Financial Sector Development
A dynamic, efficient, and diversified financial sector is one of the key factors of sustainable economic development. By fulfilling financial intermediary functions, a financial sector helps direct domestic and foreign savings into investments, which in turn stimulate economic growth.
Conversely, finance and banking crises, especially in the transition countries of Eastern Europe, show the negative consequences that can arise through inadequate regulation and oversight.
Access to Credit
The financial sector is also essential for other areas of the economy. Small- and medium-sized enterprises generally have no or little access to urgently needed credit. Their growth opportunities are thus drastically reduced, which blocks the creation of a healthy economic culture.
The development of an organized capital market, one capable of handling stocks, loans, and derivatives, for example, is still in its early stages in many countries, entailing additional risk – for the stability of the entire economy as well.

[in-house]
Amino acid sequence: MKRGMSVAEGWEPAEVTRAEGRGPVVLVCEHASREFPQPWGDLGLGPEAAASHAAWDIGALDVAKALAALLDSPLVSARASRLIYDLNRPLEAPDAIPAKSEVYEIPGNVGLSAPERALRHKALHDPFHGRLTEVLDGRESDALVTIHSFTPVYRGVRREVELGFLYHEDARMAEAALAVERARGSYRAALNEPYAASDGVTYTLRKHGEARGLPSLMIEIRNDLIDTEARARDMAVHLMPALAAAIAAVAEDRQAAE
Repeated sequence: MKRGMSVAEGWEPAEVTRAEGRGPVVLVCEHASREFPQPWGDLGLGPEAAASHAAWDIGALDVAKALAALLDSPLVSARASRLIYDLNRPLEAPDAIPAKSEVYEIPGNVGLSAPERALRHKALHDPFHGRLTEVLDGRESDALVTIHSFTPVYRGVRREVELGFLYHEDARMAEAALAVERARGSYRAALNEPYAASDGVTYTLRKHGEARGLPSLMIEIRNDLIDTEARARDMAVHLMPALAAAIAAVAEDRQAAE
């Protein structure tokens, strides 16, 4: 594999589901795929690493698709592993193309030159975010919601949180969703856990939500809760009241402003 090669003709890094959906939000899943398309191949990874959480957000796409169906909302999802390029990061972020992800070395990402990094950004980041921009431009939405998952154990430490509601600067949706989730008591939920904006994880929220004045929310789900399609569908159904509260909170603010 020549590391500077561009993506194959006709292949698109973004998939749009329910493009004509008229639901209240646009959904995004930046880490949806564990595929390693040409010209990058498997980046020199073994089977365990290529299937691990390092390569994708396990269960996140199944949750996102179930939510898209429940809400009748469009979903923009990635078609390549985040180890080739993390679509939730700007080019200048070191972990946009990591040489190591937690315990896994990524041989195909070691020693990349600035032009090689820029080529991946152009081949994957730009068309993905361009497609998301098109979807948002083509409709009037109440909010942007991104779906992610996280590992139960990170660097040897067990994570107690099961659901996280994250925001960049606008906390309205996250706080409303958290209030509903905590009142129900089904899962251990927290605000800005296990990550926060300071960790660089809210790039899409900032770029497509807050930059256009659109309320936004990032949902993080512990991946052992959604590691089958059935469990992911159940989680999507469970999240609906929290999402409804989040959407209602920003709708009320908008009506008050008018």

Diversification and Regulation
Berlin Economics identifies such weak spots in the financial system development in transitioning countries and works out specific suggestions to solve them. These can include the development of stable institutional framework conditions, the establishment of independent financial markets, and oversight.
Another area of our work is increasing the economic potential of state development banks and their institutional design.
In the area of capital markets, we concern ourselves primarily with the development of local bond markets and futures exchanges, which represent a path towards diversification of a financial sector away from previously dominant banking institutions.
The consulting measures we take in the financial sector are closely tied to the area of macroeconomic stabilization – macroeconomic problems often have direct negative consequences on the financial sector.